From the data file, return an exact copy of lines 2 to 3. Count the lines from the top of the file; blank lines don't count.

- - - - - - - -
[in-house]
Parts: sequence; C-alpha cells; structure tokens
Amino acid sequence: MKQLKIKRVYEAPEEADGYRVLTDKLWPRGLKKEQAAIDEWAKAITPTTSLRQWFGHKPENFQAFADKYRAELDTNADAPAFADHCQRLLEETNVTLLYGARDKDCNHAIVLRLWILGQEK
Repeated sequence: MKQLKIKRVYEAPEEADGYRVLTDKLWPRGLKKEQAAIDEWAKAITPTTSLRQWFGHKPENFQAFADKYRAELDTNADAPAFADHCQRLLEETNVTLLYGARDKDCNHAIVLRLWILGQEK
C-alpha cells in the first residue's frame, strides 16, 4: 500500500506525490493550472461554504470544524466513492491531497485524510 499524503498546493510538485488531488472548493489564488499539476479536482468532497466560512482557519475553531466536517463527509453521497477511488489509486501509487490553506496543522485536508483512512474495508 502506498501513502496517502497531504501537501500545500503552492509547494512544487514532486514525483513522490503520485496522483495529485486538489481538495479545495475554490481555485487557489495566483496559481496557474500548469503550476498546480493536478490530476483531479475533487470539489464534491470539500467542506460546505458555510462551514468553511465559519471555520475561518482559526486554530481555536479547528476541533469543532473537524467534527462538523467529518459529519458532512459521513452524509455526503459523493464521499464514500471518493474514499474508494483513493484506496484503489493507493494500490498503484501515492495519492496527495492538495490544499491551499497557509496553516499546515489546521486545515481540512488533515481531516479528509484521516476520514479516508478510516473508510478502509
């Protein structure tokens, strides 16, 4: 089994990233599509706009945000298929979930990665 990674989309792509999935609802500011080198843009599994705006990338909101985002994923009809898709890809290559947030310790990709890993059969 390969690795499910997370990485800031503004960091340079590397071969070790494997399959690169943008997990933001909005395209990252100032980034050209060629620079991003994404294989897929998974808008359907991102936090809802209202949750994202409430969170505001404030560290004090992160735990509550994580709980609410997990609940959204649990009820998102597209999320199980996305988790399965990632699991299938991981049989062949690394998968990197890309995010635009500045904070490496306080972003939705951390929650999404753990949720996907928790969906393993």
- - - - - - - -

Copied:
Parts: sequence; C-alpha cells; structure tokens
Amino acid sequence: MKQLKIKRVYEAPEEADGYRVLTDKLWPRGLKKEQAAIDEWAKAITPTTSLRQWFGHKPENFQAFADKYRAELDTNADAPAFADHCQRLLEETNVTLLYGARDKDCNHAIVLRLWILGQEK